On Friday Benedict Ambrose and I took the 17:30 train to London, arriving shortly after 22:00. Our journey was uneventful save for an argument directly behind us between a man in mask and a man not wearing a mask. This happened shortly before they got off at York, and there was a goodly amount of effing and blinding, or effing, certainly. The man not wearing a mask said that he had recently recovered from the virus and therefore was immune and unable to spread the virus, and the man who objected said he didn't care what he had had, which struck me as illogical.
Whereas 4.5 hours in a train is nothing in Canada, it is something in the UK, and I was very glad to reach our hotel in South Kensington and have a bath in our large, inviting bathroom. We opted to get there via the Tube as it is fastest and least complicated, if the more expensive, of the public transport options. Happily, you can now travel about London on your contactless debit card, just as you can in Edinburgh, so one more complication of life has been ironed out.
The next morning we consulted the internet and went to La Brioche on the Old Brompton Road for an economic and delicious breakfast. Then we walked about South Ken a bit, admiring the silent Daquise Polish restaurant (begun in 1947) and the amazing shop window of the Medici Gallery card shop, full of Advent calendars. Naturally, we discussed the impossibility of ever being able to live in one of the stately white row houses along our route to Brompton Oratory unless we won one of the bigger lotteries or did astonishingly well on the stock market.
The primary reason for our trip to London was the baptism of the second son of a formerly Rome-based German friend and his American wife. Thus, we turned up resplendent in green tweed at Brompton Oratory at the appointed time and noticed the young men in Tyrolean jackets with interest. They were soon driven from my attention, however, by the sight of an unexpected American friend. He has relatives in London, so he thought he might has well fly over for the baptism and be the official photographer.
The baptism was in the Old Rite, and the priest spoke to any evil spirits around quite strictly in Latin while occasionally addressing the infant in English. I remember this bilingual routine from my Polish godling's Old Rite baptism. I respect that the baby's godfather was German, so he too had to say the Apostles Creed in a foreign language.
Afterwards there was a reception in St. Wilfrid's Hall, featuring champagne and delicious, buttery viennoiserie: croissants, ham and cheese croissants, almond croissants, pains au chocolat. They were small, so they were very easy to overeat. We chatted with several people, those we knew previously, and those who are now new acquaintances, and then we toddled off towards Knightsbridge tube station to see my London-area work buddies.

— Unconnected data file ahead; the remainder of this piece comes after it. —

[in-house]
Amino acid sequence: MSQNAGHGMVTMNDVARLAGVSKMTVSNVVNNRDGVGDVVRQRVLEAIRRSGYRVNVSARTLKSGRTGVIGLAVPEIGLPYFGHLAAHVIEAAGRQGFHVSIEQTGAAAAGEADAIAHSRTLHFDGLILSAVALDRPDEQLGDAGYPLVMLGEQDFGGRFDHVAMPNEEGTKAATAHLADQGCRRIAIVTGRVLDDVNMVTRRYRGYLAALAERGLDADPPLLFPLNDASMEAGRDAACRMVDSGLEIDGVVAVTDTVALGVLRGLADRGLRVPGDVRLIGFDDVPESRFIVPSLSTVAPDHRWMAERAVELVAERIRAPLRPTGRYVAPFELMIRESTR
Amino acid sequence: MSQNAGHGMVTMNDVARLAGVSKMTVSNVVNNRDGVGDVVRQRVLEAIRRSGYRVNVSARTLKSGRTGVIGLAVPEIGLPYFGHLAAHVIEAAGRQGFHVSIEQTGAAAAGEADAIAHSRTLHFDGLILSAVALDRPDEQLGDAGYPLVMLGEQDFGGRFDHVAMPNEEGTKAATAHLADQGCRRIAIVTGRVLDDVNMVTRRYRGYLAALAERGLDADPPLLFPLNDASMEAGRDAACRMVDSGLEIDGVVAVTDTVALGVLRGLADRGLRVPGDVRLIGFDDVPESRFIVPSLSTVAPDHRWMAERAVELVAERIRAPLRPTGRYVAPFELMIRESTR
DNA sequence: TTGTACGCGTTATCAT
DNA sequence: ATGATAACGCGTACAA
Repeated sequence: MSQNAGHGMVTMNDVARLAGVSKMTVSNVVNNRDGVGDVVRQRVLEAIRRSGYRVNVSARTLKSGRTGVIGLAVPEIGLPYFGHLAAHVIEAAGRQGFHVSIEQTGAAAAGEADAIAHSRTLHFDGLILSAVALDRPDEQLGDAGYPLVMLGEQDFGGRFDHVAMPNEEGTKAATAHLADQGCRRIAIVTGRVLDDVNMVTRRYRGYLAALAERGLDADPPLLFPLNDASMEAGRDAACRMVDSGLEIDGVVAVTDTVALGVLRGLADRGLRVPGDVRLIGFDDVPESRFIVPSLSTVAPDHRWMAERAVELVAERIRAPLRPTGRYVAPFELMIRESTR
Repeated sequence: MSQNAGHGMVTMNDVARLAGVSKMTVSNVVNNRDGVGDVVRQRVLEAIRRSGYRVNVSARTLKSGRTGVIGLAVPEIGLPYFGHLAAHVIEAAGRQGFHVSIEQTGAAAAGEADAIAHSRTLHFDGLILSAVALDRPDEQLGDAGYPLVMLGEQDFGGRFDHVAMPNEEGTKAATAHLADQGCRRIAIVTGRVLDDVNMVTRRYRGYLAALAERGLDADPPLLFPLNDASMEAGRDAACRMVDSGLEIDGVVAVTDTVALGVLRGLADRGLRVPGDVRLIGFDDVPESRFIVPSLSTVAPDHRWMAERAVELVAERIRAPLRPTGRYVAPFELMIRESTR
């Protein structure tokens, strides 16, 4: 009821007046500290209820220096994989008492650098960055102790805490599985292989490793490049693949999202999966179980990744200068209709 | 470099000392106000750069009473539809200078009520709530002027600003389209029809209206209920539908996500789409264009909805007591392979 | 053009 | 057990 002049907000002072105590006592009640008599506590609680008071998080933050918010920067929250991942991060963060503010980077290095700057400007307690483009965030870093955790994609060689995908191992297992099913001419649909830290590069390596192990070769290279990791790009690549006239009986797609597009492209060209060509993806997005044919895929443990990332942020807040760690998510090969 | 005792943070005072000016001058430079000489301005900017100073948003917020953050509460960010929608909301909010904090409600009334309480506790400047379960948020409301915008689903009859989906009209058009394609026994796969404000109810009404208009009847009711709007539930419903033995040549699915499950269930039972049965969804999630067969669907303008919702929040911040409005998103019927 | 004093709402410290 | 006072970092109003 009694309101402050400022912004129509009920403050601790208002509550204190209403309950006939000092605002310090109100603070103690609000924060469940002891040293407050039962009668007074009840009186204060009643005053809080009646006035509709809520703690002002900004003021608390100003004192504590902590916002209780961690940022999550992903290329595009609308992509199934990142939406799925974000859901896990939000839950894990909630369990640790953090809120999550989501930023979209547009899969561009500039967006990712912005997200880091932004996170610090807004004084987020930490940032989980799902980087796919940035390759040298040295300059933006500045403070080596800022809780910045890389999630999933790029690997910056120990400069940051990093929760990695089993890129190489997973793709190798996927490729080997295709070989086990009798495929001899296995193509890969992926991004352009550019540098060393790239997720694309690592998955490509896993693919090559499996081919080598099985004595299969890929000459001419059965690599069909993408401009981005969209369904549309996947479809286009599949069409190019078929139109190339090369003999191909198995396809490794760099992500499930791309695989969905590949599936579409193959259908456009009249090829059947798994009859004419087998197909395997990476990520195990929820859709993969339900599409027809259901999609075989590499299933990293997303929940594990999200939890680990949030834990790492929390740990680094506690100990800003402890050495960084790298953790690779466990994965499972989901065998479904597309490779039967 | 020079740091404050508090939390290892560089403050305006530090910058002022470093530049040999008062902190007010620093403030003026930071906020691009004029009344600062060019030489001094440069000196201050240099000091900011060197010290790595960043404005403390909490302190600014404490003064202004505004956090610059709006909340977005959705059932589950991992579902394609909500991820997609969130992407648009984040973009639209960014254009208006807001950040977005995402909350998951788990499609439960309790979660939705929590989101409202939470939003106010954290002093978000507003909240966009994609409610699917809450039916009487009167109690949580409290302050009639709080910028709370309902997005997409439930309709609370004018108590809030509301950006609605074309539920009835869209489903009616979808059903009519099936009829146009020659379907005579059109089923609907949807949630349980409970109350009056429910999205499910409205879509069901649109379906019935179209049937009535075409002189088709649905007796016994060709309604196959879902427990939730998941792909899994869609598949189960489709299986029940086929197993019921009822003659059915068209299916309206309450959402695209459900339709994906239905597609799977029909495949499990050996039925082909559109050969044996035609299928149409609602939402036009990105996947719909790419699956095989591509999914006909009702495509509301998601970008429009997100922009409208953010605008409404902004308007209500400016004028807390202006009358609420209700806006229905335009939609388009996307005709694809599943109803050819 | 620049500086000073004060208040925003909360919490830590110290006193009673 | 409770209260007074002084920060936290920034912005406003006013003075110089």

We emerged at Covent Garden, and B.A. took me to see St. Paul's Covent Garden, the Anglican Church in which London actors tend to marry and/or have funerals. It was designed by Inigo Jones, but the massive crowd in front of it was not looking at it but at a man balancing a long stick on his nose. I will mention here that although the sky was grey, the weather was fine and not very cold. London teemed with people--but mostly British people, with some Europeans, usually French or European, thrown in.
We went into the Actors' Church to have a look inside, and B.A. said that he understood why people would want to live in London, as it has so many beautiful things. He may even have said that he could live in London, although I surely misheard him. But we next went down Maiden Lane to say hello to Our Lord in Corpus Christi, and the dark church--lit by 7 sanctuary lamps--was amazingly beautiful. It was an oasis of silence with the dull sea-like roar of London, including from the patio of a Canadian bar across the road, behind it. And then we went to The Harp, an old-fashioned London pub which serves "real ale," and stayed there until dark, drinking and chatting.
For once I was happy about the dark falling early (although later in London than in Edinburgh, of course) because the next item on my London agenda was seeing the Christmas lights. We certainly saw a lot of lights, for we walked past Trafalgar Square and Canada House and Piccadilly Circus and then down Piccadilly to Fortnum & Mason, which was lit up with scarlet lights and disguised as an Advent Calendar. I was in Christmas light heaven.